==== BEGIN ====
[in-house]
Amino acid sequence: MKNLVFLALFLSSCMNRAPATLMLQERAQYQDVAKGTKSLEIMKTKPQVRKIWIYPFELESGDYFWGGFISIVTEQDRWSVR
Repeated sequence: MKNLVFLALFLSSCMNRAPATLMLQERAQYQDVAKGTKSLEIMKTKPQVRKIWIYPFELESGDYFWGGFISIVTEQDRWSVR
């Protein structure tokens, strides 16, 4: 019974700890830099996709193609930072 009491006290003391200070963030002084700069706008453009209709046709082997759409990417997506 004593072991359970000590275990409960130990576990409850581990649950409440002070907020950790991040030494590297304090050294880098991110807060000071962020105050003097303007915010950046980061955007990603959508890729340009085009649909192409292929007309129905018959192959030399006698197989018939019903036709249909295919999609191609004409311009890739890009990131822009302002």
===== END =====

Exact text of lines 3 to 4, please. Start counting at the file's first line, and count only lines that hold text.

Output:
Repeated sequence: MKNLVFLALFLSSCMNRAPATLMLQERAQYQDVAKGTKSLEIMKTKPQVRKIWIYPFELESGDYFWGGFISIVTEQDRWSVR
């Protein structure tokens, strides 16, 4: 019974700890830099996709193609930072 009491006290003391200070963030002084700069706008453009209709046709082997759409990417997506 004593072991359970000590275990409960130990576990409850581990649950409440002070907020950790991040030494590297304090050294880098991110807060000071962020105050003097303007915010950046980061955007990603959508890729340009085009649909192409292929007309129905018959192959030399006698197989018939019903036709249909295919999609191609004409311009890739890009990131822009302002």